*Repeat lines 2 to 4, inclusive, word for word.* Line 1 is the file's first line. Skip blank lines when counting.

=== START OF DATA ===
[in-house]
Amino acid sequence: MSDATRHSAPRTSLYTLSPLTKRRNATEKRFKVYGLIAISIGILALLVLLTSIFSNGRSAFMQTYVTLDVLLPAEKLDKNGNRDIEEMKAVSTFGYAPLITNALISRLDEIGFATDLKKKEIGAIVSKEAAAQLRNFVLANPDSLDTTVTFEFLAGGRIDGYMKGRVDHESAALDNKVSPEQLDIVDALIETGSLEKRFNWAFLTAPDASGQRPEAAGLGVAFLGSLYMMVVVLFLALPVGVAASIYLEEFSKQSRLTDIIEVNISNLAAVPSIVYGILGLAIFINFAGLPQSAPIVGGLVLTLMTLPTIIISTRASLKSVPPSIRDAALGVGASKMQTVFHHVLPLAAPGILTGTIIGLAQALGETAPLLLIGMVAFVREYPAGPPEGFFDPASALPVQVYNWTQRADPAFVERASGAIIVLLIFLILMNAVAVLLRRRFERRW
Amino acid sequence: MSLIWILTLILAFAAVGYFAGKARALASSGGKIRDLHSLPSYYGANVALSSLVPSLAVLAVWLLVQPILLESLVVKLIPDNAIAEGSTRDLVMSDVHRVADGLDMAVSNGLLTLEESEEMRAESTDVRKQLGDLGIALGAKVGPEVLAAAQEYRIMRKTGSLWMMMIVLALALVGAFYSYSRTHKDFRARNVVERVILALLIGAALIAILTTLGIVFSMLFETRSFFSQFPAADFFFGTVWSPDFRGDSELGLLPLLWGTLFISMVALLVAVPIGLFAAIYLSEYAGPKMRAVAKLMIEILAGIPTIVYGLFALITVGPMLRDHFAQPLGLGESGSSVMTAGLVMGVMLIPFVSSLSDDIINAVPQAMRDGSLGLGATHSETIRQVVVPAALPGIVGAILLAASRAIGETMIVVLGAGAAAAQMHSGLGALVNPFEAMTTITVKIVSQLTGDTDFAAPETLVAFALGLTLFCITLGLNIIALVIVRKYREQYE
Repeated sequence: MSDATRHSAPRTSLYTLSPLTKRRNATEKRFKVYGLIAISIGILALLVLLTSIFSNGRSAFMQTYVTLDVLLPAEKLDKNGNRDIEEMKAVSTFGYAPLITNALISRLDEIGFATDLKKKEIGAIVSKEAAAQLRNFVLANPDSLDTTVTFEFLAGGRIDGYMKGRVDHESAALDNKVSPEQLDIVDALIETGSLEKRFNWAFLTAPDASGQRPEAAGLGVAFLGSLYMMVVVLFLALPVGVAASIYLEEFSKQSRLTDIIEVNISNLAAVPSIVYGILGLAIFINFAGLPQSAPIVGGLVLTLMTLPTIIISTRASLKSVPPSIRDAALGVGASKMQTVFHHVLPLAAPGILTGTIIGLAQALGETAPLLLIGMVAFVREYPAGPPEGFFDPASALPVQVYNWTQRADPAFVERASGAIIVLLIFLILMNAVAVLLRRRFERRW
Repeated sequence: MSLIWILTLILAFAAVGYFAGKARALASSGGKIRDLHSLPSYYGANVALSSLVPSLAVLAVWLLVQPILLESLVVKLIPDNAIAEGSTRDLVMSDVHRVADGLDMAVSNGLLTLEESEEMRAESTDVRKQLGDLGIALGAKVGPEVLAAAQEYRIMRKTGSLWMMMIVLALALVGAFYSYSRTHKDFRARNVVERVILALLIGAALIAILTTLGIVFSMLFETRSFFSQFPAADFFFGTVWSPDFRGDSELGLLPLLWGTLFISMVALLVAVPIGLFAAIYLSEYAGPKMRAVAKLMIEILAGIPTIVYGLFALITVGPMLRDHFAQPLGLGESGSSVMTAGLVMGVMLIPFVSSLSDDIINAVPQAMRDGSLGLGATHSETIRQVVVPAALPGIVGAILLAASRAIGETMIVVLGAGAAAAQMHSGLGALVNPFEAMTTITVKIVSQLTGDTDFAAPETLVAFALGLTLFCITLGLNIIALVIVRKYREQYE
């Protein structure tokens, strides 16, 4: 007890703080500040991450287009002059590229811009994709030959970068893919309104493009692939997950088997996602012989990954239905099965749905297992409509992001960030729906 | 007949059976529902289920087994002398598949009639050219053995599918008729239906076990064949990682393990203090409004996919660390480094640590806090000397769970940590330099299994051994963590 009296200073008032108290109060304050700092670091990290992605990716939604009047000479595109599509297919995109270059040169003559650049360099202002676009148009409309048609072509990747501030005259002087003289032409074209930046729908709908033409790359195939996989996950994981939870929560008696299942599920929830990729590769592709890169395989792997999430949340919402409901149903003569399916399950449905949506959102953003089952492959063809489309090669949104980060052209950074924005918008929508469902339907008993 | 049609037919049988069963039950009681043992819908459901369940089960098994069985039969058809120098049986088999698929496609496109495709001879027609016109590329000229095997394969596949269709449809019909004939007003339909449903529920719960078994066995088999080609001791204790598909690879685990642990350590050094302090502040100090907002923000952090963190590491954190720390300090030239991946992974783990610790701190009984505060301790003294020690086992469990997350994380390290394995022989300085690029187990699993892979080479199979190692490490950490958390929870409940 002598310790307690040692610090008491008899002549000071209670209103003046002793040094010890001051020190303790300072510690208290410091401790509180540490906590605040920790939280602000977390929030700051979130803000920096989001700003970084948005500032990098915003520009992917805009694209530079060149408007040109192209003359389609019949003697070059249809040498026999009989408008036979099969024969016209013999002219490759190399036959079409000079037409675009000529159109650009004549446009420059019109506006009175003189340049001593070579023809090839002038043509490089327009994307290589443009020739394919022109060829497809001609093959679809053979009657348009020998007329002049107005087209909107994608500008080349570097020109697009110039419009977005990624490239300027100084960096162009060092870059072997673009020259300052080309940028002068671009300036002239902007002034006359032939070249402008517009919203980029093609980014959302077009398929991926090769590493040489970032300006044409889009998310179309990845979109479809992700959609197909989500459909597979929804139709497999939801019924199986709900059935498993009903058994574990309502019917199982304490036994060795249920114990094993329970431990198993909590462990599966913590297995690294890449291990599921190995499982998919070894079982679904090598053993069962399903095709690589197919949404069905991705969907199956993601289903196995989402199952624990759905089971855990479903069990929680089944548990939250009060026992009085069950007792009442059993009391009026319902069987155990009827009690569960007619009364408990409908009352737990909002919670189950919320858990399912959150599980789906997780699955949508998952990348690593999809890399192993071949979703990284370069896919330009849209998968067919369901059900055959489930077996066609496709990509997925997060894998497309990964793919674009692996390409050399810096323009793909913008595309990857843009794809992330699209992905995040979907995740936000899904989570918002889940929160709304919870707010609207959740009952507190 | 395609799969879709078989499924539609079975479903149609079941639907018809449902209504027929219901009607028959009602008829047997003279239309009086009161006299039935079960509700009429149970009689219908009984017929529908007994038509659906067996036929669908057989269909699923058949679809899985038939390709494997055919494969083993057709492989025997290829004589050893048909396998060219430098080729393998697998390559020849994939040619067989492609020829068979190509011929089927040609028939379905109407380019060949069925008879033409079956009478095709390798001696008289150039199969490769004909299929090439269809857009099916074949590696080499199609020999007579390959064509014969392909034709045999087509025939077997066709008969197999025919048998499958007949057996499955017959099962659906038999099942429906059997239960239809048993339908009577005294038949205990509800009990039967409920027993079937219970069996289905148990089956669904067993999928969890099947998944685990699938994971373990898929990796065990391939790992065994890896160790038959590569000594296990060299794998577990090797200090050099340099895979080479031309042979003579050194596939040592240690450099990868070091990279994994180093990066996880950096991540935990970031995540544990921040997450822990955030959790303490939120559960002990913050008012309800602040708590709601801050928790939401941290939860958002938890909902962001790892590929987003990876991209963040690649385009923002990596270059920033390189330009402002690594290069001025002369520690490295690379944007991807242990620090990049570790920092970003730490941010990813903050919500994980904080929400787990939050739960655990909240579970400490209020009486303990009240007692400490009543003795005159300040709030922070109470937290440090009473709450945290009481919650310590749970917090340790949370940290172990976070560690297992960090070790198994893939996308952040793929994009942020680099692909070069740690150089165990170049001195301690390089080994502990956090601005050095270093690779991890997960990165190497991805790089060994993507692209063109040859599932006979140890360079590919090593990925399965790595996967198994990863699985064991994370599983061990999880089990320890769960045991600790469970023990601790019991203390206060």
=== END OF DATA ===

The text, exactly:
Amino acid sequence: MSDATRHSAPRTSLYTLSPLTKRRNATEKRFKVYGLIAISIGILALLVLLTSIFSNGRSAFMQTYVTLDVLLPAEKLDKNGNRDIEEMKAVSTFGYAPLITNALISRLDEIGFATDLKKKEIGAIVSKEAAAQLRNFVLANPDSLDTTVTFEFLAGGRIDGYMKGRVDHESAALDNKVSPEQLDIVDALIETGSLEKRFNWAFLTAPDASGQRPEAAGLGVAFLGSLYMMVVVLFLALPVGVAASIYLEEFSKQSRLTDIIEVNISNLAAVPSIVYGILGLAIFINFAGLPQSAPIVGGLVLTLMTLPTIIISTRASLKSVPPSIRDAALGVGASKMQTVFHHVLPLAAPGILTGTIIGLAQALGETAPLLLIGMVAFVREYPAGPPEGFFDPASALPVQVYNWTQRADPAFVERASGAIIVLLIFLILMNAVAVLLRRRFERRW
Amino acid sequence: MSLIWILTLILAFAAVGYFAGKARALASSGGKIRDLHSLPSYYGANVALSSLVPSLAVLAVWLLVQPILLESLVVKLIPDNAIAEGSTRDLVMSDVHRVADGLDMAVSNGLLTLEESEEMRAESTDVRKQLGDLGIALGAKVGPEVLAAAQEYRIMRKTGSLWMMMIVLALALVGAFYSYSRTHKDFRARNVVERVILALLIGAALIAILTTLGIVFSMLFETRSFFSQFPAADFFFGTVWSPDFRGDSELGLLPLLWGTLFISMVALLVAVPIGLFAAIYLSEYAGPKMRAVAKLMIEILAGIPTIVYGLFALITVGPMLRDHFAQPLGLGESGSSVMTAGLVMGVMLIPFVSSLSDDIINAVPQAMRDGSLGLGATHSETIRQVVVPAALPGIVGAILLAASRAIGETMIVVLGAGAAAAQMHSGLGALVNPFEAMTTITVKIVSQLTGDTDFAAPETLVAFALGLTLFCITLGLNIIALVIVRKYREQYE
Repeated sequence: MSDATRHSAPRTSLYTLSPLTKRRNATEKRFKVYGLIAISIGILALLVLLTSIFSNGRSAFMQTYVTLDVLLPAEKLDKNGNRDIEEMKAVSTFGYAPLITNALISRLDEIGFATDLKKKEIGAIVSKEAAAQLRNFVLANPDSLDTTVTFEFLAGGRIDGYMKGRVDHESAALDNKVSPEQLDIVDALIETGSLEKRFNWAFLTAPDASGQRPEAAGLGVAFLGSLYMMVVVLFLALPVGVAASIYLEEFSKQSRLTDIIEVNISNLAAVPSIVYGILGLAIFINFAGLPQSAPIVGGLVLTLMTLPTIIISTRASLKSVPPSIRDAALGVGASKMQTVFHHVLPLAAPGILTGTIIGLAQALGETAPLLLIGMVAFVREYPAGPPEGFFDPASALPVQVYNWTQRADPAFVERASGAIIVLLIFLILMNAVAVLLRRRFERRW